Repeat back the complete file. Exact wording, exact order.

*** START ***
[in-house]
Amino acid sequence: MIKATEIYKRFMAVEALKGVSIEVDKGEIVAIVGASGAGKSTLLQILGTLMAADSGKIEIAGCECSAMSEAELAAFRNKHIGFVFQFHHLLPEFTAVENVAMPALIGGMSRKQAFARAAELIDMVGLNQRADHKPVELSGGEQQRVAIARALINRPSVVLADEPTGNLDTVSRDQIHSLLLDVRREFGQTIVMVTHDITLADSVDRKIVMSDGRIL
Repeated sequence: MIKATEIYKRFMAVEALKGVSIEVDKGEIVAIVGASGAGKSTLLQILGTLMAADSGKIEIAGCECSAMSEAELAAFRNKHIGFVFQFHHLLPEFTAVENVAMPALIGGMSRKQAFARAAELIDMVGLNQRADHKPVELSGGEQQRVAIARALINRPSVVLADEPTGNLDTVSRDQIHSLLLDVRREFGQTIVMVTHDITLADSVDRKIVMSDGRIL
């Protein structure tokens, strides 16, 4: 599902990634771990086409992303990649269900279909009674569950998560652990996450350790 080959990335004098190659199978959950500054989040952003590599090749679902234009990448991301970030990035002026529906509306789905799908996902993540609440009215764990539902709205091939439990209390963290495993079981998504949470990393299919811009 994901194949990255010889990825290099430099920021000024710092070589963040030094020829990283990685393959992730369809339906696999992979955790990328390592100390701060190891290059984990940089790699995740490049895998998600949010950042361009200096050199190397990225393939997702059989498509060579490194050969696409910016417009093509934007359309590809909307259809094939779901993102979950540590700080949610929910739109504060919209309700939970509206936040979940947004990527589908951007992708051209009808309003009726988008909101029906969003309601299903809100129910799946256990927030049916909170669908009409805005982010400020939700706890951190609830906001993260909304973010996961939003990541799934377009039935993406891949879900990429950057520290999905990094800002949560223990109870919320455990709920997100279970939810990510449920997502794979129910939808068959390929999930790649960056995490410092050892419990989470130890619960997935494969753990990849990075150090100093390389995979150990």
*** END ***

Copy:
[in-house]
Amino acid sequence: MIKATEIYKRFMAVEALKGVSIEVDKGEIVAIVGASGAGKSTLLQILGTLMAADSGKIEIAGCECSAMSEAELAAFRNKHIGFVFQFHHLLPEFTAVENVAMPALIGGMSRKQAFARAAELIDMVGLNQRADHKPVELSGGEQQRVAIARALINRPSVVLADEPTGNLDTVSRDQIHSLLLDVRREFGQTIVMVTHDITLADSVDRKIVMSDGRIL
Repeated sequence: MIKATEIYKRFMAVEALKGVSIEVDKGEIVAIVGASGAGKSTLLQILGTLMAADSGKIEIAGCECSAMSEAELAAFRNKHIGFVFQFHHLLPEFTAVENVAMPALIGGMSRKQAFARAAELIDMVGLNQRADHKPVELSGGEQQRVAIARALINRPSVVLADEPTGNLDTVSRDQIHSLLLDVRREFGQTIVMVTHDITLADSVDRKIVMSDGRIL
């Protein structure tokens, strides 16, 4: 599902990634771990086409992303990649269900279909009674569950998560652990996450350790 080959990335004098190659199978959950500054989040952003590599090749679902234009990448991301970030990035002026529906509306789905799908996902993540609440009215764990539902709205091939439990209390963290495993079981998504949470990393299919811009 994901194949990255010889990825290099430099920021000024710092070589963040030094020829990283990685393959992730369809339906696999992979955790990328390592100390701060190891290059984990940089790699995740490049895998998600949010950042361009200096050199190397990225393939997702059989498509060579490194050969696409910016417009093509934007359309590809909307259809094939779901993102979950540590700080949610929910739109504060919209309700939970509206936040979940947004990527589908951007992708051209009808309003009726988008909101029906969003309601299903809100129910799946256990927030049916909170669908009409805005982010400020939700706890951190609830906001993260909304973010996961939003990541799934377009039935993406891949879900990429950057520290999905990094800002949560223990109870919320455990709920997100279970939810990510449920997502794979129910939808068959390929999930790649960056995490410092050892419990989470130890619960997935494969753990990849990075150090100093390389995979150990």